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Nepal: Precarious Peace Process

Nihar R Nayak is Research Fellow at Manohar Parrikar Institute for Defence Studies and Analyses, New Delhi. Click here for detailed profile.
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  • May 14, 2009

    Ever since the peace agreement signed between the Maoists and Nepal government in 2006, Nepal has been in the middle of political crisis delaying the constitution making process. The recent row between the Nepal Army and the government leading to the resignation of Prime Minister, Pushpa Kamal Dahal protesting the President’s intervention in the decision, has aggravated the situation further. The fact is that UCPN-Maoist is not only the largest political party in the Parliament but also important to the success of peace process. The House needs two-third’s majority to pass the bills. Although President Ram Baran Yadav has asked the political parties to forge a national consensus and form the government, Maoists may not be willing to join the government due to their bitter experience during the past nine months.

    The recent political crisis was precipitated by the Maoist led coalition government decision to ask for clarification from the CoAS on April 20, 2009 on three controversial issues related to recruitment of 3010 personnel to the Nepal Army, retirement of eight brigadier generals and the boycott of National Games. [Click for Chronology of political crisis in Nepal, 2009] The government was forced to take this decision because the Nepal Army (NA) repeatedly undermined civilian supremacy creating problems in important programmes relating to integrating personnel.

    The main opposition party, the Nepali Congress criticized the government’s decision. In fact, the President cautioned against any unnecessary intervention and urged that Parliament be consulted before taking any decision. Earlier, three coalition partners i.e. CPN-UML, CPN (United) and Sadbhawana Party boycotted the Council of Ministers meeting while the Maoist leaders presented the proposal of sacking the Army Chief. Apart from political parties, envoys from eight countries including India, met Mr Dahal to discuss the issue collectively. They expressed dissatisfaction on the government’s decision because it would adversely affect the peace process.

    The prevailing crisis in Nepal is more constitutional than civil-military. The Interim Constitution (IC) is not clear enough how to deal the situation like this. The IC does not clearly define the role and power of the President. But constitutionally, the President may exercise some prerogative because the 36 (A) of the 4th amendment of IC gives power to the President to “protect and ensure compliance with the Constitution”. Second, although the government has the power to sack the Army Chief according to the Army Act 2007, the decision in this regard needs consensus of among the Council of Ministers, which was lacking in this case due to the UML and Sadhbhabana opposing the move. Thirdly, in Parliamentary democracry the President can advise, suggest and send recommendations of the Council of Minister’s decision for re-consideration. In this case, the Council of Ministers was already dissolved and there was no opportunity for reconsideration.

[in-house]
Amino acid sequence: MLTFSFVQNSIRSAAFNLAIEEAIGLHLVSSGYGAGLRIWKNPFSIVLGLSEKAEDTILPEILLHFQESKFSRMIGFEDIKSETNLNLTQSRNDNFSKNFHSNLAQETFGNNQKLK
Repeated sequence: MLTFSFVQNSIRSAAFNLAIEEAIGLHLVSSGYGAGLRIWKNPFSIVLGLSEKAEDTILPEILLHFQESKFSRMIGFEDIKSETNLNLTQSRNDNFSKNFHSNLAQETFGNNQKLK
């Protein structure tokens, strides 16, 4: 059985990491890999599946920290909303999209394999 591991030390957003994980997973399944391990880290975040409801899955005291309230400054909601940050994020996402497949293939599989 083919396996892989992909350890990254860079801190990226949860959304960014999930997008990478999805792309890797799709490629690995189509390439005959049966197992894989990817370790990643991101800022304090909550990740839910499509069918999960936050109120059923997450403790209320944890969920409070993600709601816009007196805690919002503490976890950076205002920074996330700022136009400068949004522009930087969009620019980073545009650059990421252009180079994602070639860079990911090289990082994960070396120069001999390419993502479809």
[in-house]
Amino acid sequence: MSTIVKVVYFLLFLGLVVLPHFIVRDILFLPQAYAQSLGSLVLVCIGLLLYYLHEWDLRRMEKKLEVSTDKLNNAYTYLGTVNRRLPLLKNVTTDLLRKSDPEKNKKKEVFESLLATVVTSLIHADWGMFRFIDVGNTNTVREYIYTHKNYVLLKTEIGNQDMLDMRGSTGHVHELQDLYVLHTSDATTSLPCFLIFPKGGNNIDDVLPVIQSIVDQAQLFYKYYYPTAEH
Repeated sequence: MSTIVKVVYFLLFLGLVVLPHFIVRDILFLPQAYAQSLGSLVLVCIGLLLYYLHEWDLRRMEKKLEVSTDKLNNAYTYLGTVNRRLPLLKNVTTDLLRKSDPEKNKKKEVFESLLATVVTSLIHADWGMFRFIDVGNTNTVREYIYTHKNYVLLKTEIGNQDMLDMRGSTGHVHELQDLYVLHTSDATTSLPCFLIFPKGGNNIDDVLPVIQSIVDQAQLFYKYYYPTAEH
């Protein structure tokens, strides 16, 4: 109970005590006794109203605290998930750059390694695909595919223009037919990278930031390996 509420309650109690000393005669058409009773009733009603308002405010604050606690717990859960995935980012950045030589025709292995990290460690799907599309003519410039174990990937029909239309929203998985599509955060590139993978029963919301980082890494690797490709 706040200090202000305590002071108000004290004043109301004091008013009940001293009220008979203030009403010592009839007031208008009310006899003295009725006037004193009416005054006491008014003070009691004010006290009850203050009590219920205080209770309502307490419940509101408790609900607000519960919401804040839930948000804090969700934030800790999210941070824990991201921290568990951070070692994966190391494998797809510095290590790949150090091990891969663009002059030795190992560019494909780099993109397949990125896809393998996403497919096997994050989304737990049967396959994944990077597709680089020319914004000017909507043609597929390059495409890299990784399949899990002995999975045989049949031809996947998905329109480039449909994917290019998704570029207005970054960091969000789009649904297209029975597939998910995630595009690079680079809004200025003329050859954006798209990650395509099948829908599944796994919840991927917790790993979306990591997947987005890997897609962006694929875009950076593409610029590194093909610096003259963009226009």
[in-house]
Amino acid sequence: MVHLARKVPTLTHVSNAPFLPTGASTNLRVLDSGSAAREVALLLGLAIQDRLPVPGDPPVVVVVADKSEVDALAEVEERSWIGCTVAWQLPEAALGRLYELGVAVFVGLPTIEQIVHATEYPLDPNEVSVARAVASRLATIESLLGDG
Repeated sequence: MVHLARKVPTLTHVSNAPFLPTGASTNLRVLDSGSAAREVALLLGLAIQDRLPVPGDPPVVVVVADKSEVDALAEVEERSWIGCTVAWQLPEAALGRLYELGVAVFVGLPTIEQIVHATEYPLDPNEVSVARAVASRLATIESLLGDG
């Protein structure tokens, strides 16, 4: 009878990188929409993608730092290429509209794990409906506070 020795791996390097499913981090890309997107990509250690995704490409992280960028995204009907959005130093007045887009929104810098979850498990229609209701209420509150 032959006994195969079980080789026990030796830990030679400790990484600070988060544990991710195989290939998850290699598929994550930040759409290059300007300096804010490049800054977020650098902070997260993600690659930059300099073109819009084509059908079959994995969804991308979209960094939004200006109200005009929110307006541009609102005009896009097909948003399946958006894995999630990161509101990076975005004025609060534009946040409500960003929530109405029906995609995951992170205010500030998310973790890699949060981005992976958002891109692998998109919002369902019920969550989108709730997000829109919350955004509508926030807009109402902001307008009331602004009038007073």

In fact, Mr Dahal resigned because Maoists lost a majority in the house when the UML and other political parties withdrew support. For the last six months Mr Dahal was challenged by hardliners for not implementing the party policy and was criticized for non-compliance with the ‘integration’ of Maoist combatants into the NA. Both the issues affected his supremacy and popularity within the party. As a result, to prove his credibility, it appears that he might have been forced to take action against the CoAS. Moreover, the NA was considered a major obstacle to the integration programme. There was also an impression amongst the Maoists that Katawal’s presence may affect the Defence Ministry’s proposal of introducing compulsory retirement after 30-years in service in the NA.